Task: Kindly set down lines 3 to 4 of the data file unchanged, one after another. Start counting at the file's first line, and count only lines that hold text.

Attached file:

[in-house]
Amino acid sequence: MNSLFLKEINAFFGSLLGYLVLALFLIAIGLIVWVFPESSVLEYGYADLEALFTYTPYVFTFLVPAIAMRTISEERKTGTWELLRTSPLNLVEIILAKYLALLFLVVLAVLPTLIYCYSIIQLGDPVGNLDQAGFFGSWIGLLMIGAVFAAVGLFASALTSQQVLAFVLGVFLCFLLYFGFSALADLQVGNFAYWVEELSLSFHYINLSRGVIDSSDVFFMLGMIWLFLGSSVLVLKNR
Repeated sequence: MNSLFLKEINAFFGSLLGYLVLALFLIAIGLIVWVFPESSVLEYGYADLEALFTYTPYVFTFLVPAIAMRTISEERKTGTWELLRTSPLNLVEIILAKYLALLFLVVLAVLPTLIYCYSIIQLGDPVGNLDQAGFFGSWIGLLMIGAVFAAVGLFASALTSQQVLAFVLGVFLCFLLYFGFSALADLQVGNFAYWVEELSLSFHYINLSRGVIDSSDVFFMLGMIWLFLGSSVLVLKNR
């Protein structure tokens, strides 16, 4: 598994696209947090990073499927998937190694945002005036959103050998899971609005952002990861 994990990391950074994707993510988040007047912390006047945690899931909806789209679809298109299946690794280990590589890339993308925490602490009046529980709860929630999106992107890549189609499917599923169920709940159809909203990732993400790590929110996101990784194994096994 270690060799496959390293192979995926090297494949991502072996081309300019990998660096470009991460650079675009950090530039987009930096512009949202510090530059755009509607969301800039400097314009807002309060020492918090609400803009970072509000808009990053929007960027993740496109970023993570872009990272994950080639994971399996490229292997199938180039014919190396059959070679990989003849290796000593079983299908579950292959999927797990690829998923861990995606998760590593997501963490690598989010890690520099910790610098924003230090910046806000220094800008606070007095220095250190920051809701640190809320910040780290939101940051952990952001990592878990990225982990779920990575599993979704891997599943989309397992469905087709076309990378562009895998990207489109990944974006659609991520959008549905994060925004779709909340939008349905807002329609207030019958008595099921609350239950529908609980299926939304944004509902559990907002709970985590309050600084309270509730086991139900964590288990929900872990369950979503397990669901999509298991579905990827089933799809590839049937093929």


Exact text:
Repeated sequence: MNSLFLKEINAFFGSLLGYLVLALFLIAIGLIVWVFPESSVLEYGYADLEALFTYTPYVFTFLVPAIAMRTISEERKTGTWELLRTSPLNLVEIILAKYLALLFLVVLAVLPTLIYCYSIIQLGDPVGNLDQAGFFGSWIGLLMIGAVFAAVGLFASALTSQQVLAFVLGVFLCFLLYFGFSALADLQVGNFAYWVEELSLSFHYINLSRGVIDSSDVFFMLGMIWLFLGSSVLVLKNR
């Protein structure tokens, strides 16, 4: 598994696209947090990073499927998937190694945002005036959103050998899971609005952002990861 994990990391950074994707993510988040007047912390006047945690899931909806789209679809298109299946690794280990590589890339993308925490602490009046529980709860929630999106992107890549189609499917599923169920709940159809909203990732993400790590929110996101990784194994096994 270690060799496959390293192979995926090297494949991502072996081309300019990998660096470009991460650079675009950090530039987009930096512009949202510090530059755009509607969301800039400097314009807002309060020492918090609400803009970072509000808009990053929007960027993740496109970023993570872009990272994950080639994971399996490229292997199938180039014919190396059959070679990989003849290796000593079983299908579950292959999927797990690829998923861990995606998760590593997501963490690598989010890690520099910790610098924003230090910046806000220094800008606070007095220095250190920051809701640190809320910040780290939101940051952990952001990592878990990225982990779920990575599993979704891997599943989309397992469905087709076309990378562009895998990207489109990944974006659609991520959008549905994060925004779709909340939008349905807002329609207030019958008595099921609350239950529908609980299926939304944004509902559990907002709970985590309050600084309270509730086991139900964590288990929900872990369950979503397990669901999509298991579905990827089933799809590839049937093929």